April 12, 2011
Microsoft PowerPoint is prone to a remote code-execution vulnerability. An attacker can exploit this issue by enticing a victim to open a malicious PowerPoint file. An attacker can exploit this issue to execute arbitrary code with the privileges of the user running the application. Failed exploit attempts will cause a denial-of-service condition.
- Microsoft Office 2004 for Mac
- Microsoft Office 2008 for Mac
- Microsoft Office 2011 for Mac
- Microsoft Office Compatibility Pack 2007
- Microsoft Office Compatibility Pack 2007 SP1
- Microsoft Office Compatibility Pack 2007 SP2
- Microsoft Open XML File Format Converter for Mac
- Microsoft PowerPoint 2007
- Microsoft PowerPoint 2007 SP1
- Microsoft PowerPoint 2007 SP2
- Microsoft PowerPoint 2010
- Microsoft PowerPoint Viewer 2007
- Microsoft PowerPoint Viewer 2007 SP1
- Microsoft PowerPoint Viewer 2007 SP2
- Microsoft PowerPoint Web App Web App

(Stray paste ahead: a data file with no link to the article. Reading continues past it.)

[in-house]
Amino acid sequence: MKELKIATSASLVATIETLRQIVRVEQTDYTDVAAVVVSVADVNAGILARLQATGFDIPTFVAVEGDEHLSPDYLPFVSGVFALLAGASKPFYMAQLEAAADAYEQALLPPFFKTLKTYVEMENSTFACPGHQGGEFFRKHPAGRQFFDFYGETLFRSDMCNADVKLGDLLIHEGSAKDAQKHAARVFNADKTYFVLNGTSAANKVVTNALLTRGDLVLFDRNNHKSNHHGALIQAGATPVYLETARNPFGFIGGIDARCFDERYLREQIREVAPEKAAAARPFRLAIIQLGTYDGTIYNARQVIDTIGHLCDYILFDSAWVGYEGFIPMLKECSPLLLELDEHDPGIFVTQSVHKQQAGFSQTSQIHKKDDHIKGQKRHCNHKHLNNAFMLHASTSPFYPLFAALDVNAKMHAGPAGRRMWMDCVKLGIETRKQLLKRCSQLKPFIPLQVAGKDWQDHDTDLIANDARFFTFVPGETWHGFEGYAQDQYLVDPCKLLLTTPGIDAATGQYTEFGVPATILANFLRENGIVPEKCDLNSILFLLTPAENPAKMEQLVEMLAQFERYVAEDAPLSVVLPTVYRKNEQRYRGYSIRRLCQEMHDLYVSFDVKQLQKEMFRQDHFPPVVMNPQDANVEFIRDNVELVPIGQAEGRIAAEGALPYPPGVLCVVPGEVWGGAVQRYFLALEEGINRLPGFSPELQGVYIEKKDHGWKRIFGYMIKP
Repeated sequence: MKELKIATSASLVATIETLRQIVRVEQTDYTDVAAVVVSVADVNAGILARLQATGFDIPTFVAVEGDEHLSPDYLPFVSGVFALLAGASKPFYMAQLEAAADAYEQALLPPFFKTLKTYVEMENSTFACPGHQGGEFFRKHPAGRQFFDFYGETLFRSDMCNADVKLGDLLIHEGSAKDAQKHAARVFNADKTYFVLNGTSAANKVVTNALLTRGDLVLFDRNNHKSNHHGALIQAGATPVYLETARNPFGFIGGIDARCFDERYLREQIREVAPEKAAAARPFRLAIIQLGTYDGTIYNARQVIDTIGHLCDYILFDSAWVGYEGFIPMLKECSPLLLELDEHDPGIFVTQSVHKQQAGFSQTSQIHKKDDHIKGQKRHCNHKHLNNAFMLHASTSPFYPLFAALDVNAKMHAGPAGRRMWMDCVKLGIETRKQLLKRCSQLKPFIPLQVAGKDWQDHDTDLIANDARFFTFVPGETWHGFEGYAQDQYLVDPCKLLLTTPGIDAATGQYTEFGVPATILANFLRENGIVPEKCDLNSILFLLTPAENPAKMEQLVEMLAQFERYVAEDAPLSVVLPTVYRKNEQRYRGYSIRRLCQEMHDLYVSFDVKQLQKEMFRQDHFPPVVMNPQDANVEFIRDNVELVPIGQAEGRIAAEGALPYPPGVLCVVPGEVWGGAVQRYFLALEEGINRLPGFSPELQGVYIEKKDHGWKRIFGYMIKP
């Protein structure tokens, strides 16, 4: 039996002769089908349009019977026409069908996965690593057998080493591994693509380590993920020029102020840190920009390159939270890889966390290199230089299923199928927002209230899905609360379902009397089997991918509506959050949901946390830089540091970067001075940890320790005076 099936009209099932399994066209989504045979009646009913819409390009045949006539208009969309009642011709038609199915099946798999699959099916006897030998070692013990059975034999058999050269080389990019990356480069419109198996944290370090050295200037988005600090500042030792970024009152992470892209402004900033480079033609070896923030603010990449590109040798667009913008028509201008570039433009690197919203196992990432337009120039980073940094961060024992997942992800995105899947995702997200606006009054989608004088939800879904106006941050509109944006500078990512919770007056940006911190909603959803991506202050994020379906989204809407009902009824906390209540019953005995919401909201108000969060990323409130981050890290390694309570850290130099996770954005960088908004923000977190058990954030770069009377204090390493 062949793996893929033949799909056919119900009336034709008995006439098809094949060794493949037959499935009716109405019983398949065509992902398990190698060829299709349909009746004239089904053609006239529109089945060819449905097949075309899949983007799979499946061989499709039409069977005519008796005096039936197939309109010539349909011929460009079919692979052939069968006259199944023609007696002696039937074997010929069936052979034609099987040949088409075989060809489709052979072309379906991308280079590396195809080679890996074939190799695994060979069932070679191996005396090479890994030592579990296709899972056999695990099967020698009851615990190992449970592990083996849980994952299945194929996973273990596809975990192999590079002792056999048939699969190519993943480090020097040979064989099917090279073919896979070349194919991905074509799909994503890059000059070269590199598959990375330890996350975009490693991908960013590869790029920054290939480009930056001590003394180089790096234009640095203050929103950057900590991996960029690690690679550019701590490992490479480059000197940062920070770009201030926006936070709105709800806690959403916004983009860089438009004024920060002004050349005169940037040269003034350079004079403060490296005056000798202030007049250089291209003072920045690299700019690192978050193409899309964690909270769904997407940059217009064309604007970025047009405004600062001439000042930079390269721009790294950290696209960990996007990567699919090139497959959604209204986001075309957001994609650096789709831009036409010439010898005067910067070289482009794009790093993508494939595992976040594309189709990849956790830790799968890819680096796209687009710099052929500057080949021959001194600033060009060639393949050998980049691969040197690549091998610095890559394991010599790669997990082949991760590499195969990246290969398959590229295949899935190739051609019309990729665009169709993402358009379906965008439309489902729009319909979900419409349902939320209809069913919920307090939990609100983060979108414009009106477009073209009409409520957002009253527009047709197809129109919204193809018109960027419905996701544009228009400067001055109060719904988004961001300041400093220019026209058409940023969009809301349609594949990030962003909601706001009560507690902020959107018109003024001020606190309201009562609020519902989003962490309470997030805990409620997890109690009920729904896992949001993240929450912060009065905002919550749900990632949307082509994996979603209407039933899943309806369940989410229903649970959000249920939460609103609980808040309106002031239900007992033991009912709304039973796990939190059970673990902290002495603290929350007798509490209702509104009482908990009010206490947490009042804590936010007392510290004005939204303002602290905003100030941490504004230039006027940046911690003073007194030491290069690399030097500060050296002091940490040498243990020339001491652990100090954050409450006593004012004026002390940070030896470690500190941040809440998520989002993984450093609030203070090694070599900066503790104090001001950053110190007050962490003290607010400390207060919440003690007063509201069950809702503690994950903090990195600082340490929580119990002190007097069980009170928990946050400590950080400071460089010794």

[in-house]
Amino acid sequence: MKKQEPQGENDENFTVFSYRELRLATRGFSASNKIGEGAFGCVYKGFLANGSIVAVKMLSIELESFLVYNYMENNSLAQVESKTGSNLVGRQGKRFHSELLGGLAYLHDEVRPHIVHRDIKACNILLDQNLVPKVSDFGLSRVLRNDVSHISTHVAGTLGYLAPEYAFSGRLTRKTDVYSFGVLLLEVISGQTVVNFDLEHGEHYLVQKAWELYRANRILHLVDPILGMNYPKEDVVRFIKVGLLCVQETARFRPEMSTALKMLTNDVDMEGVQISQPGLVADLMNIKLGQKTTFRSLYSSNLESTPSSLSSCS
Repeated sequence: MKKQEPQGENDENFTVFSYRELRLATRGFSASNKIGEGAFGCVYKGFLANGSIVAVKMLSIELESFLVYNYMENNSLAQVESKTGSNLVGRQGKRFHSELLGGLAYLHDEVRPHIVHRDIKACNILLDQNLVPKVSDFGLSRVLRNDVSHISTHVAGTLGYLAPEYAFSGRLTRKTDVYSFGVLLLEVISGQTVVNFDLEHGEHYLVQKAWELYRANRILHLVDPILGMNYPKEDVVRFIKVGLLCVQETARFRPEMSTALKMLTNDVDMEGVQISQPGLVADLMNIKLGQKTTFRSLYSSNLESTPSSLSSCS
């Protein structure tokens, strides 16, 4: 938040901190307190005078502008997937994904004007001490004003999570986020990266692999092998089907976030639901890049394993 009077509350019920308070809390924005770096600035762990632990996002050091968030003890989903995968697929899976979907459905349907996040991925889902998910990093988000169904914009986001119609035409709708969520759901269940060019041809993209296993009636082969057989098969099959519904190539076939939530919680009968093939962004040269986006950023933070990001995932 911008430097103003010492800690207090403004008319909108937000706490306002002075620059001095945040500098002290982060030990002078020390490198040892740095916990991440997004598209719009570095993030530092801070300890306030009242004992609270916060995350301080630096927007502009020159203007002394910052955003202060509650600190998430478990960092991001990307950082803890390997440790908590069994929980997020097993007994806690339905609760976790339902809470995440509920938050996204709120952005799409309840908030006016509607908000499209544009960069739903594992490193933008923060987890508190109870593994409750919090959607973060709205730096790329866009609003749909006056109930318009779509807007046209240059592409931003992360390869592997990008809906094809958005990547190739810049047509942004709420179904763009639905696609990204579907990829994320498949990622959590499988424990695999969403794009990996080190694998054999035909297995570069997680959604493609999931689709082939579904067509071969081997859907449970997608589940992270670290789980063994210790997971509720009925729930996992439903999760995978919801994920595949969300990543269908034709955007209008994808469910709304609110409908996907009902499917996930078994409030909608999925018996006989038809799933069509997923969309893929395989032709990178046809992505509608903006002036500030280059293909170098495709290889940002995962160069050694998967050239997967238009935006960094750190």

Run all software as a nonprivileged user with minimal access rights.
To mitigate the impact of a successful exploit, run the affected application as a user with minimal access rights.
Deploy network intrusion detection systems to monitor network traffic for malicious activity.
Deploy NIDS to monitor network traffic for signs of suspicious or anomalous activity. This may help detect malicious actions that an attacker may take after successfully exploiting vulnerabilities in applications. Review all applicable logs regularly.
Do not accept or execute files from untrusted or unknown sources.
Never accept files from untrusted or unknown sources, because they may be malicious in nature. Avoid opening email attachments from unknown or questionable sources.
Implement multiple redundant layers of security.
Since this issue may be leveraged to execute code, we recommend memory-protection schemes, such as nonexecutable stack/heap configurations and randomly mapped memory segments. This tactic may complicate exploit attempts of memory-corruption vulnerabilities.
The vendor has released an advisory and updates. Please see the references for details.
An anonymous researcher working with TippingPoint's Zero Day Initiative.
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